But you can't know everything - I can't have a practice birth. This is a one-shot deal, there are no do-overs. There will be no dress rehearsal, not for me, not for Drew, not for anyone involved. So it just doesn't seem responsible not to have a plan.
Furthermore, I'm not immune to normal feelings. I had my first experience with doubt a couple of nights ago. I had a moment of reality and I found myself questioning if I was really going to be able to do this - am I really going to stretch enough to accommodate a tiny human? What if I'm not a good pusher and they have to cut me open anyway? I can't practice this stuff! Same with breastfeeding - what if I don't even produce milk? Then all the videos I've watched about a good latch vs. a bad one, proper positioning and my meetings with La Leche League (oh yeah, I've been and it's a trip!) will be for naught!
I love the idea of being open, of simply letting my baby lead me on this journey, of allowing her to enter this world how she sees fit without me imposing my ideas on the process. But I'm kind of an integral part to all of this, you know? And as much as I would love to stay at home and have a birth like this one (so worth watching - I've seen it dozens of times) that's not in the cards for me. So I feel like I have to plan, I have to put something on paper - but what?
I don't need to write down that I want the lights dim in the room. When I get in there I will turn them down myself and if someone turns them up, I will tell them to turn them back down. I don't need to tell anyone that I'm going to play music to soothe me - I will just play it. I don't need to tell anyone that I will vocalize to deal with my pain - I'm just going to do it.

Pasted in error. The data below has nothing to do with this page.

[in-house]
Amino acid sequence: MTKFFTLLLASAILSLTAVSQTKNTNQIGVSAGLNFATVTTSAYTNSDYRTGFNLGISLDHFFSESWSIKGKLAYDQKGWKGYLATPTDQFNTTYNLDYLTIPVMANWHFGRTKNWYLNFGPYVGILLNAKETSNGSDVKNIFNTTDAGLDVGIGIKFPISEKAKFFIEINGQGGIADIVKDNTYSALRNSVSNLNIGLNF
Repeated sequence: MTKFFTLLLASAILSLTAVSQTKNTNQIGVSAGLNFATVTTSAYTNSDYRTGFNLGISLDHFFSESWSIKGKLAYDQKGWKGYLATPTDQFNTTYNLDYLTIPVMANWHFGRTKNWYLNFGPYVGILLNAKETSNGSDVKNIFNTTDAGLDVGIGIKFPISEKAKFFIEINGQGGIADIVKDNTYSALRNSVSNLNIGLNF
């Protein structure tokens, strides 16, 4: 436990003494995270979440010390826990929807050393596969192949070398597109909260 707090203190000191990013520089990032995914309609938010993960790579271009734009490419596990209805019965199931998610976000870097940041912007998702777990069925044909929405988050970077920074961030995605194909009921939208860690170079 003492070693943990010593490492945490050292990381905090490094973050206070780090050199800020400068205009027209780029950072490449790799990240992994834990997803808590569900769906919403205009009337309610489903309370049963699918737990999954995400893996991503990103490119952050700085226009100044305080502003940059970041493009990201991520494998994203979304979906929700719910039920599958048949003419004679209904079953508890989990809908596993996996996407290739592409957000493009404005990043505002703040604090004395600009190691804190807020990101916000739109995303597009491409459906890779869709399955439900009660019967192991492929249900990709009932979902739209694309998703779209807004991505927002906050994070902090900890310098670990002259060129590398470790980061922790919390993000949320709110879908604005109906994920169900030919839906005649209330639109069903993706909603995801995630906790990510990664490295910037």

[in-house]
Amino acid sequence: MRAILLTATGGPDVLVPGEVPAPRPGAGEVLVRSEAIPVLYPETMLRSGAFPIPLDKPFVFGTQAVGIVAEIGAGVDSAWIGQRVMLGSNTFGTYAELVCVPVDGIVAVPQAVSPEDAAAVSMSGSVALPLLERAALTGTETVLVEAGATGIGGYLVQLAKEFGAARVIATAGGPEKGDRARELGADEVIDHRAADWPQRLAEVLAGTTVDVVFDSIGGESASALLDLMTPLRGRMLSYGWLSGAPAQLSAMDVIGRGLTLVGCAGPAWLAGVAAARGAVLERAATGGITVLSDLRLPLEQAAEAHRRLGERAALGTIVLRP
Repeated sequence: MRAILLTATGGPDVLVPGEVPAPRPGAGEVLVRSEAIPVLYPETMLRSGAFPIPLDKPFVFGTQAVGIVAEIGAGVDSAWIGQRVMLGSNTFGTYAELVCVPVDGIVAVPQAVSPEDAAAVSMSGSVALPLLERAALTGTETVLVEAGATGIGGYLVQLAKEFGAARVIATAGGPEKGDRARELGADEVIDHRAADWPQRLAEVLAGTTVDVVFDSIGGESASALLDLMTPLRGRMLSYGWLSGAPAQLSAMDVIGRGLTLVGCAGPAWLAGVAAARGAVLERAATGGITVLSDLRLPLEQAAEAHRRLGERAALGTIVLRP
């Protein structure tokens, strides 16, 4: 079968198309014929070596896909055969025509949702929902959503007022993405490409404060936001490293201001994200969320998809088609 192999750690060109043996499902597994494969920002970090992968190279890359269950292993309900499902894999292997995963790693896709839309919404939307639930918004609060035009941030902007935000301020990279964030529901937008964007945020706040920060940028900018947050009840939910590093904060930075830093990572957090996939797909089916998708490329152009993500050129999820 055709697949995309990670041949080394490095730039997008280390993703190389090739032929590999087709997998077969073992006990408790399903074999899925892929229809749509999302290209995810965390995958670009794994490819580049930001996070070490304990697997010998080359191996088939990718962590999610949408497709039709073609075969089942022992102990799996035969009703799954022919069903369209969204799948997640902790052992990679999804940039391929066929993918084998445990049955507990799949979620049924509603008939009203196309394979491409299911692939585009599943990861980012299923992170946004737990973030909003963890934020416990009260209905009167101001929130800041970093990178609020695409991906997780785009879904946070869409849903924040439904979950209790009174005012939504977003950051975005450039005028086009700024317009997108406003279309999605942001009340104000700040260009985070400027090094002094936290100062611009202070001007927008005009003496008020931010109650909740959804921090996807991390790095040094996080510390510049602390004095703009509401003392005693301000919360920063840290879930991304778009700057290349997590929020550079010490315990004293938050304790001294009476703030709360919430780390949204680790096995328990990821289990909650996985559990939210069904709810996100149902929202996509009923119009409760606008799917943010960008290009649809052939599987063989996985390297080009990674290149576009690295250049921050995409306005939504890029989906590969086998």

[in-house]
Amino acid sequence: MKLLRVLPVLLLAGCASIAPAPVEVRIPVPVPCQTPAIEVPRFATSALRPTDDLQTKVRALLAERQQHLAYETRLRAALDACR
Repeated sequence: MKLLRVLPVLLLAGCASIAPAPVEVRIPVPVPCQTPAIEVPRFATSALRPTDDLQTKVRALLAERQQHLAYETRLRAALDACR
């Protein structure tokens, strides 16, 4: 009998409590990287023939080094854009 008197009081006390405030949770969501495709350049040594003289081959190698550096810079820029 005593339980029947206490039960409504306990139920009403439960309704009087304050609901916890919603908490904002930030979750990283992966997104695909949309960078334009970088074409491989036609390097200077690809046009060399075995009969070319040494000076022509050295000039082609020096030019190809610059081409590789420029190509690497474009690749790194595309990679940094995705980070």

But I feel like I should let someone know that I plan to use mother-directed pushing - no cheerleaders for me, yelling in my ear to hold my breath and pushpushpushpushpush!!! That will most definitely win someone a punch in the throat and I just feel like they should be warned about that, you know?
I don't plan to ask for permission to use different positions to labor in - I will follow my body's cues and that's that. I have the power to say no at any time and I plan to exercise that power and I don't need to tell anyone that.
Oh yeah, and the eating and drinking during labor? Got it covered - we're going to bring "snacks for Drew" and I DARE someone to take a banana or some apple juice out of my hands. I'm not asking permission to eat. Period. If I end up throwing it up, oh well.
In short, I feel like I should have a birth plan but aside from 'inside voices only please, no talk about anyone dying and I will come to you if I decide I want drugs, so don't ask' I'm not sure what else I should have on there. I will not allow anyone to do anything without first thoroughly explaining it to me, but does that really need to be written down? Again, I will just say no if I'm not feeling it.
I'm not giving birth tomorrow, but 60 days is going to come and go awfully quickly and I don't want to get caught with my pants down. I mean, at some point I'll have to take off my pants, but you know what I mean.
Where is the balance between being open and having a plan? What needs to be said and what is simply understood? My doctor and I have an understanding but she's not going to be there the majority of the time. I know it will be very important to establish a positive rapport with the nurses so I definitely don't want to come across as paranoid and militant, yet I'm no pushover. I may freak out over approaching a stranger about paint, but it's a whole new story when you're heading my way with a scalpel or needle in your hand.
So how 'bout it? I've studied lots of birth plans and none seem quite right for me. What would you suggest I write out on my birth plan? Should I even bother?
I've got 60 days.